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PER A NUM

What the US’s GDP figure really means

A man walks near a retail space for lease after it shuttered due to the outbreak of Covid-19.
REUTERS/Eduardo Munoz
Fewer stores means lower GDP.
  • David Yanofsky
By David Yanofsky

Editor of code, visuals, and data

The headline number in US economics today is +33.1%. That’s the seasonally adjusted, annualized rate of GDP growth from July to September, a.k.a. the third quarter of 2020.

That figure however isn’t very useful on its own. The Covid-19 pandemic and ensuing restrictions on movement and business intentionally and temporarily crippled the economy. Since those restrictions have been relaxed, and businesses are reopening, the economy appears to have grown rapidly. But the US economy is still smaller than it was before the pandemic.

Also keep in mind that 33.1% annualized growth does not mean that the economy grew 33.1% or will grow 33.1%. It means the economy grew 7.41%.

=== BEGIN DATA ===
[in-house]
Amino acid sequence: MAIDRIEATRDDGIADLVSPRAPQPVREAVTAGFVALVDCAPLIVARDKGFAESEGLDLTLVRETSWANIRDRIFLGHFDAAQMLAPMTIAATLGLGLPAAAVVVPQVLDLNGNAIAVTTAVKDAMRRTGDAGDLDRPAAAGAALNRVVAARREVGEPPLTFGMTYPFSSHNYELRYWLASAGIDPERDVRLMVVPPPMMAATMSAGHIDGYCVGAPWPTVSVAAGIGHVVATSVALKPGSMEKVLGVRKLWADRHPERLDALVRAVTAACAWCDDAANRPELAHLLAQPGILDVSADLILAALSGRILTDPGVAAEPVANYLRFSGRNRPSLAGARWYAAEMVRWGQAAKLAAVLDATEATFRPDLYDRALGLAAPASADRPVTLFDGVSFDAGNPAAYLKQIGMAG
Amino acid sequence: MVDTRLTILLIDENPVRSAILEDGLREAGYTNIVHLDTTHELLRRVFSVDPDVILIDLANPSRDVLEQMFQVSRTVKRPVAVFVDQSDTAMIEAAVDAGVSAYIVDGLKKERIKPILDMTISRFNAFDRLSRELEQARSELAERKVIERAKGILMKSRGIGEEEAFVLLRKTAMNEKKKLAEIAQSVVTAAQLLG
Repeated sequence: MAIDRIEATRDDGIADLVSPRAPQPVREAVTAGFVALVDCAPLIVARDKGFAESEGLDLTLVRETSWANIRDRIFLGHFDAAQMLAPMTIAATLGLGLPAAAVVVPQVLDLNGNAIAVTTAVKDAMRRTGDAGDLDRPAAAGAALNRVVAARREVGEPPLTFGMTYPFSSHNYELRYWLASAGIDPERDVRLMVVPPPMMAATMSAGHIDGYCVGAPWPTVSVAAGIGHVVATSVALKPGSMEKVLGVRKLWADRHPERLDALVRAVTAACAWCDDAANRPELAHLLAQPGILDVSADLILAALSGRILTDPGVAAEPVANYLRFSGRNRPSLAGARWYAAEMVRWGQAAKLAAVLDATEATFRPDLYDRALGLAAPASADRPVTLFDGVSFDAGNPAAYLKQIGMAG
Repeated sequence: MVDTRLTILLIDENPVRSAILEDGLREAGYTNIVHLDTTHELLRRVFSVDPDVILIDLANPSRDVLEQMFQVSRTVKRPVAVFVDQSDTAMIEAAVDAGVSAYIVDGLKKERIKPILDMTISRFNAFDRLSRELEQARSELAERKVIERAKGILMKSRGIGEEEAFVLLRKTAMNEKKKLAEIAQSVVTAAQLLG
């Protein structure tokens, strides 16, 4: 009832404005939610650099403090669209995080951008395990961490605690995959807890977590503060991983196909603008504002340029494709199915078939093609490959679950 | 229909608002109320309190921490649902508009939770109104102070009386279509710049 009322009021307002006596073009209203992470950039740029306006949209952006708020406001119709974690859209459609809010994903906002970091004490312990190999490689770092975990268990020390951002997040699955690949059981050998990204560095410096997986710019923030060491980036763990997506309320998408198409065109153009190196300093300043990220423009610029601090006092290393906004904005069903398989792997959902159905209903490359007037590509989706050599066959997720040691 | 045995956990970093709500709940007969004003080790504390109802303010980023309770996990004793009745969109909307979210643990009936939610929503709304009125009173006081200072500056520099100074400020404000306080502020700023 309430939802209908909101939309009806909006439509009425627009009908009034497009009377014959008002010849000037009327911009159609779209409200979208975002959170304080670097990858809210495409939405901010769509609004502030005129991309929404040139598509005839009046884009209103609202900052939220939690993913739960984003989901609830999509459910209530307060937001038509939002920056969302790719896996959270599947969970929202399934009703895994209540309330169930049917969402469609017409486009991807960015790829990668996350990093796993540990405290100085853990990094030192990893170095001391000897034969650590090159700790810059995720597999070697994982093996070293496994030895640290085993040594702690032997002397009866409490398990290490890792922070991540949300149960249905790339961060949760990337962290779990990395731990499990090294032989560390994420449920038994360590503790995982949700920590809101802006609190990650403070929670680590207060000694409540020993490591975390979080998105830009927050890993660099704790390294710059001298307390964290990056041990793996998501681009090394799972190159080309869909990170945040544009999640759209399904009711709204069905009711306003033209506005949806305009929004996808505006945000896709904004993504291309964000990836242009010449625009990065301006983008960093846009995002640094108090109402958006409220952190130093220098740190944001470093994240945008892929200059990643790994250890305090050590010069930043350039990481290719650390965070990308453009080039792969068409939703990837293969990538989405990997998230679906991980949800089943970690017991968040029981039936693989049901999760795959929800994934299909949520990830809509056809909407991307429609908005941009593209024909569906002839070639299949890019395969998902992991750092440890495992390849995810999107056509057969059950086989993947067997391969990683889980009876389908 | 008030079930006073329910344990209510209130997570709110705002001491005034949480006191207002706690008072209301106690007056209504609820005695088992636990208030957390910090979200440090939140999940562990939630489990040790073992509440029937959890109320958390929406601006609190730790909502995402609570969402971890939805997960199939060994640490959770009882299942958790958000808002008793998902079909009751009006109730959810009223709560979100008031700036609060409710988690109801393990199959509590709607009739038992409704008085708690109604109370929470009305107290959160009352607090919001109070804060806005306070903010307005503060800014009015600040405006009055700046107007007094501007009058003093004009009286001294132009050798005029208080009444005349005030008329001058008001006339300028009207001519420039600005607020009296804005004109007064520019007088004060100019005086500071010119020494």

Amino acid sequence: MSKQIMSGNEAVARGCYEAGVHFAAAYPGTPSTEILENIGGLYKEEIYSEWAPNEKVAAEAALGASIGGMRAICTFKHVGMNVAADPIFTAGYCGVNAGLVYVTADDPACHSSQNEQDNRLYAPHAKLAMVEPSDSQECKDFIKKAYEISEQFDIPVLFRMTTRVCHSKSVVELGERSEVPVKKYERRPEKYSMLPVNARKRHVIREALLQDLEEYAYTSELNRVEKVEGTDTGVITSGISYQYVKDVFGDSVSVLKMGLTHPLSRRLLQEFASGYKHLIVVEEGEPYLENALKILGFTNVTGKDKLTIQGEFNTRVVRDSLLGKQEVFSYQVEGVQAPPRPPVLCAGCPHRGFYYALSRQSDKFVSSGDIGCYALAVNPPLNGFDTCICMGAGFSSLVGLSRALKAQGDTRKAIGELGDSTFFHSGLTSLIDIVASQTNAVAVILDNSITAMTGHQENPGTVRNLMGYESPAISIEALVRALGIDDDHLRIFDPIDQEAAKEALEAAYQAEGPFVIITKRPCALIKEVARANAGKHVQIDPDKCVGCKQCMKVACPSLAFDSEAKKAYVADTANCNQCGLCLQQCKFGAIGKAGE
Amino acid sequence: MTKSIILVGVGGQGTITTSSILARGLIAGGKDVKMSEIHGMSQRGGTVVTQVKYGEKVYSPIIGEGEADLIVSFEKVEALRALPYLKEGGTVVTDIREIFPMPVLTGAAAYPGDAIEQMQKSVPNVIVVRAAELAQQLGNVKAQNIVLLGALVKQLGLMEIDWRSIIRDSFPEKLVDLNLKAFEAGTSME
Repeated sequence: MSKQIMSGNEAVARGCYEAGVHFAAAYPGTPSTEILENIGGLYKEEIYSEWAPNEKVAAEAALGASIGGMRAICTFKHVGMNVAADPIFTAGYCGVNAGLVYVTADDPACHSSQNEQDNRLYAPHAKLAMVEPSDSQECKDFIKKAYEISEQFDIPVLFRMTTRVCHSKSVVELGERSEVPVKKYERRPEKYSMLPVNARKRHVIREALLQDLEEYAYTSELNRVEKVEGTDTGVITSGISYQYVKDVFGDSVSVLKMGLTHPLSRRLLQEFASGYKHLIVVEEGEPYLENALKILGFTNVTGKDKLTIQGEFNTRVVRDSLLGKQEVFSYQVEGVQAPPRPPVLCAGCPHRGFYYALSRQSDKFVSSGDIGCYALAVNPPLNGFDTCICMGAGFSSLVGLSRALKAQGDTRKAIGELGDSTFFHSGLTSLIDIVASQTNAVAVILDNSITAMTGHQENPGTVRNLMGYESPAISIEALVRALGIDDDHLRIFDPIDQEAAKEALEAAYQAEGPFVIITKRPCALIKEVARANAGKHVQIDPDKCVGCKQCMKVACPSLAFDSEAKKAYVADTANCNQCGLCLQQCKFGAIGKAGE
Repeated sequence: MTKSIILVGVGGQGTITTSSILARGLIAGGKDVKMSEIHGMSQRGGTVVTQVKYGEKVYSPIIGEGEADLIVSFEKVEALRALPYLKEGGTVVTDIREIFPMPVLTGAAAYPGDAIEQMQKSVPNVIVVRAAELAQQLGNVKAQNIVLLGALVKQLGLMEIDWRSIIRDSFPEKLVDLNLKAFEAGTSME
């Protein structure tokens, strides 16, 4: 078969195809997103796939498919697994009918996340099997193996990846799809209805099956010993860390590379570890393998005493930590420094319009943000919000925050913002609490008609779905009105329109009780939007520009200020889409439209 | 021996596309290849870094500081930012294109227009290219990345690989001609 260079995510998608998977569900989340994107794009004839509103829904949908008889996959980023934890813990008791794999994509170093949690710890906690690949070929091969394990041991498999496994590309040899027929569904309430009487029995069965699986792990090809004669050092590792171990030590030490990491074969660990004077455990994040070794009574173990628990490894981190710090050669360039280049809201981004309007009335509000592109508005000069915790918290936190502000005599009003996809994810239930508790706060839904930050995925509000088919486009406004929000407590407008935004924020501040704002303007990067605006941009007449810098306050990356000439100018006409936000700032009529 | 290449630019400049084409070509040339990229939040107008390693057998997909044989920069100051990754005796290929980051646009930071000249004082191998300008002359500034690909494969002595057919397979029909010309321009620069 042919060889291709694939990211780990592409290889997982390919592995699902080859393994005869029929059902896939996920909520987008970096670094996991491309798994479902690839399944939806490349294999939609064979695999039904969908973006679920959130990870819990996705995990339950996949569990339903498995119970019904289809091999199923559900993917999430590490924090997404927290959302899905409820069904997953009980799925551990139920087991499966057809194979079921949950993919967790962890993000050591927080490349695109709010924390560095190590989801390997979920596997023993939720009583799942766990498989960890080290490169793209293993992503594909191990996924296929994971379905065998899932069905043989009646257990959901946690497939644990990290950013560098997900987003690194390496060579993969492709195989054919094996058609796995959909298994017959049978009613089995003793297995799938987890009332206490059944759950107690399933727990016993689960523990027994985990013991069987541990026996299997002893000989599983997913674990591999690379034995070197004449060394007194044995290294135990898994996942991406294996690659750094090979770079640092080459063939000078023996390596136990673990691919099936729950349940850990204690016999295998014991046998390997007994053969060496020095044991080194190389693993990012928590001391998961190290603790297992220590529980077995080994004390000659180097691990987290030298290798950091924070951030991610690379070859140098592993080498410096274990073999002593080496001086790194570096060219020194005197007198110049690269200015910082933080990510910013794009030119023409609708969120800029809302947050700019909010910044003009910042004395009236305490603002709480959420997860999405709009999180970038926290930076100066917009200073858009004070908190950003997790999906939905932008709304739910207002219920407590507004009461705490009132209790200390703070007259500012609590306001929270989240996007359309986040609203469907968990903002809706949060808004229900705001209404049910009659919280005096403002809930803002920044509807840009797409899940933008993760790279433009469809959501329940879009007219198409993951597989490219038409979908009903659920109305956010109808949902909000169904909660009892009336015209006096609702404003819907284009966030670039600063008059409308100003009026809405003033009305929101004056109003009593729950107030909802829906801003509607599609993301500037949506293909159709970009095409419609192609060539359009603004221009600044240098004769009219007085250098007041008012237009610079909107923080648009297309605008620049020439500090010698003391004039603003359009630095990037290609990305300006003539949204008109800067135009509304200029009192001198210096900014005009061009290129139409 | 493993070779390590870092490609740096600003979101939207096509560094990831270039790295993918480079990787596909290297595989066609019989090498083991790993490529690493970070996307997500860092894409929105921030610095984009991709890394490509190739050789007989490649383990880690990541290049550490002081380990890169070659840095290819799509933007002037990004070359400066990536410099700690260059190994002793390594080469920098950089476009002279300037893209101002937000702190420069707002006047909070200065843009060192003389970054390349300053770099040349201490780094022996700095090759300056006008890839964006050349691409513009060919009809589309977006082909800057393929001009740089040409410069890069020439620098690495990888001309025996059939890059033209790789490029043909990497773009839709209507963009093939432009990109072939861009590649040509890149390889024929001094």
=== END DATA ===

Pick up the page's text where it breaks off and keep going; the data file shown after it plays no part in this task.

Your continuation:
In summary, GDP:

  • Is down 3.48% since the beginning of the pandemic
  • Is down 2.91% in the last year
  • Grew 7.41% from the second quarter to the third
  • Would be 33.1% higher than it was in the second quarter, if the US economy grew 7.41% again for three more quarters in a row.

To be clear, US GDP growing more than 7% a quarter for the next three quarters in a row is not anywhere close to happening. The US record for four cumulative quarters of GDP growth is 13.37%, the equivalent of 3.2% growth per quarter. In fact, US economists are already worried about a double-dip recession.

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